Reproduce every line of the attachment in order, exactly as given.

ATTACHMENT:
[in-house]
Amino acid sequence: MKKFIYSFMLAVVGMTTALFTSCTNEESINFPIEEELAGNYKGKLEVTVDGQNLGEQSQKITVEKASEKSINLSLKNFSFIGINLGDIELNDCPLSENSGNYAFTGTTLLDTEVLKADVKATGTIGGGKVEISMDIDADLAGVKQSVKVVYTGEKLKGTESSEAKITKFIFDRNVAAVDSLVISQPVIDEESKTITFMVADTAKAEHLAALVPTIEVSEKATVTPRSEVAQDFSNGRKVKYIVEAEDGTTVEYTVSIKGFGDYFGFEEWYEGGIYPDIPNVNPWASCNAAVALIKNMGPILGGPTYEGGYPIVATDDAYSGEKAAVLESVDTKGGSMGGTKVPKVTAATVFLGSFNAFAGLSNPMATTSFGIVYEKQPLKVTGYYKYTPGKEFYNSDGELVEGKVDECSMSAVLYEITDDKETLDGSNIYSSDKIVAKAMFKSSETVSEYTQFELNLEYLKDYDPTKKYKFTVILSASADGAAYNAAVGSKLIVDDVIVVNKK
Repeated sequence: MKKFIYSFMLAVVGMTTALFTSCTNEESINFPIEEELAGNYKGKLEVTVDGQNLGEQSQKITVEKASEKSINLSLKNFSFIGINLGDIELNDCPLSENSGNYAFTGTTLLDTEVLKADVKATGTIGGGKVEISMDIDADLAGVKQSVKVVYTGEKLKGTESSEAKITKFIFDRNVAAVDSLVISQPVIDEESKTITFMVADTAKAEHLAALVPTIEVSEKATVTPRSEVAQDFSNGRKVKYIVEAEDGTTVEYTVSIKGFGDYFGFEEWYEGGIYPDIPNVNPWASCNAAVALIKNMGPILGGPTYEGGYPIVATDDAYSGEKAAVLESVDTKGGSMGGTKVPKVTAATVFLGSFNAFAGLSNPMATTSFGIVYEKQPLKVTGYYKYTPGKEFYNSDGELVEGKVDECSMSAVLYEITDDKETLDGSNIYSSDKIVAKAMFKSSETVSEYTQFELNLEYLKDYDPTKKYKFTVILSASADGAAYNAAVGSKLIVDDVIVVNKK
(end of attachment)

[in-house]
Amino acid sequence: MKKFIYSFMLAVVGMTTALFTSCTNEESINFPIEEELAGNYKGKLEVTVDGQNLGEQSQKITVEKASEKSINLSLKNFSFIGINLGDIELNDCPLSENSGNYAFTGTTLLDTEVLKADVKATGTIGGGKVEISMDIDADLAGVKQSVKVVYTGEKLKGTESSEAKITKFIFDRNVAAVDSLVISQPVIDEESKTITFMVADTAKAEHLAALVPTIEVSEKATVTPRSEVAQDFSNGRKVKYIVEAEDGTTVEYTVSIKGFGDYFGFEEWYEGGIYPDIPNVNPWASCNAAVALIKNMGPILGGPTYEGGYPIVATDDAYSGEKAAVLESVDTKGGSMGGTKVPKVTAATVFLGSFNAFAGLSNPMATTSFGIVYEKQPLKVTGYYKYTPGKEFYNSDGELVEGKVDECSMSAVLYEITDDKETLDGSNIYSSDKIVAKAMFKSSETVSEYTQFELNLEYLKDYDPTKKYKFTVILSASADGAAYNAAVGSKLIVDDVIVVNKK
Repeated sequence: MKKFIYSFMLAVVGMTTALFTSCTNEESINFPIEEELAGNYKGKLEVTVDGQNLGEQSQKITVEKASEKSINLSLKNFSFIGINLGDIELNDCPLSENSGNYAFTGTTLLDTEVLKADVKATGTIGGGKVEISMDIDADLAGVKQSVKVVYTGEKLKGTESSEAKITKFIFDRNVAAVDSLVISQPVIDEESKTITFMVADTAKAEHLAALVPTIEVSEKATVTPRSEVAQDFSNGRKVKYIVEAEDGTTVEYTVSIKGFGDYFGFEEWYEGGIYPDIPNVNPWASCNAAVALIKNMGPILGGPTYEGGYPIVATDDAYSGEKAAVLESVDTKGGSMGGTKVPKVTAATVFLGSFNAFAGLSNPMATTSFGIVYEKQPLKVTGYYKYTPGKEFYNSDGELVEGKVDECSMSAVLYEITDDKETLDGSNIYSSDKIVAKAMFKSSETVSEYTQFELNLEYLKDYDPTKKYKFTVILSASADGAAYNAAVGSKLIVDDVIVVNKK